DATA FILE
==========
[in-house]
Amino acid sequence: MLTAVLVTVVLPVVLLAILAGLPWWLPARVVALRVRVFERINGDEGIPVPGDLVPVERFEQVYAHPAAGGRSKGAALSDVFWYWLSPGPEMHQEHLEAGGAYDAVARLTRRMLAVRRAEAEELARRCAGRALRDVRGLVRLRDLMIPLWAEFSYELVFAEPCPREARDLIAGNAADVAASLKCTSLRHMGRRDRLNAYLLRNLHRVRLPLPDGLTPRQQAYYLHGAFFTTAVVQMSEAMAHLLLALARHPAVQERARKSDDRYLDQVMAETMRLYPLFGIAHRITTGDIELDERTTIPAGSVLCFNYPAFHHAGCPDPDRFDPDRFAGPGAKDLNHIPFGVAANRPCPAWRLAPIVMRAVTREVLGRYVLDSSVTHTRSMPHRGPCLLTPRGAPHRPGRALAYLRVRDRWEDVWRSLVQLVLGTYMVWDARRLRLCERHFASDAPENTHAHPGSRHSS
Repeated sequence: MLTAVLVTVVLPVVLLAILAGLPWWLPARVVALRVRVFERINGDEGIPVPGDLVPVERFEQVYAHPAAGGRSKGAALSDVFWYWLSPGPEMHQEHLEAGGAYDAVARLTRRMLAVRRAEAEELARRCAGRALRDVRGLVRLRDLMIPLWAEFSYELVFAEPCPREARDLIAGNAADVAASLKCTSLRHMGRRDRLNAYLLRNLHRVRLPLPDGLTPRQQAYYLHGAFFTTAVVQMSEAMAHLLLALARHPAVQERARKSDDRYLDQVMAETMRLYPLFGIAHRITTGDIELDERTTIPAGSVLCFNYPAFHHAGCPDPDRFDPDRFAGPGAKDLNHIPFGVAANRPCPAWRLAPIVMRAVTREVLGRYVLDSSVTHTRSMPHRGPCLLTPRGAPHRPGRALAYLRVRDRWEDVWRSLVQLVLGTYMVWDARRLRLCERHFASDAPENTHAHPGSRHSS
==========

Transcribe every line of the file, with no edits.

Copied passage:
[in-house]
Amino acid sequence: MLTAVLVTVVLPVVLLAILAGLPWWLPARVVALRVRVFERINGDEGIPVPGDLVPVERFEQVYAHPAAGGRSKGAALSDVFWYWLSPGPEMHQEHLEAGGAYDAVARLTRRMLAVRRAEAEELARRCAGRALRDVRGLVRLRDLMIPLWAEFSYELVFAEPCPREARDLIAGNAADVAASLKCTSLRHMGRRDRLNAYLLRNLHRVRLPLPDGLTPRQQAYYLHGAFFTTAVVQMSEAMAHLLLALARHPAVQERARKSDDRYLDQVMAETMRLYPLFGIAHRITTGDIELDERTTIPAGSVLCFNYPAFHHAGCPDPDRFDPDRFAGPGAKDLNHIPFGVAANRPCPAWRLAPIVMRAVTREVLGRYVLDSSVTHTRSMPHRGPCLLTPRGAPHRPGRALAYLRVRDRWEDVWRSLVQLVLGTYMVWDARRLRLCERHFASDAPENTHAHPGSRHSS
Repeated sequence: MLTAVLVTVVLPVVLLAILAGLPWWLPARVVALRVRVFERINGDEGIPVPGDLVPVERFEQVYAHPAAGGRSKGAALSDVFWYWLSPGPEMHQEHLEAGGAYDAVARLTRRMLAVRRAEAEELARRCAGRALRDVRGLVRLRDLMIPLWAEFSYELVFAEPCPREARDLIAGNAADVAASLKCTSLRHMGRRDRLNAYLLRNLHRVRLPLPDGLTPRQQAYYLHGAFFTTAVVQMSEAMAHLLLALARHPAVQERARKSDDRYLDQVMAETMRLYPLFGIAHRITTGDIELDERTTIPAGSVLCFNYPAFHHAGCPDPDRFDPDRFAGPGAKDLNHIPFGVAANRPCPAWRLAPIVMRAVTREVLGRYVLDSSVTHTRSMPHRGPCLLTPRGAPHRPGRALAYLRVRDRWEDVWRSLVQLVLGTYMVWDARRLRLCERHFASDAPENTHAHPGSRHSS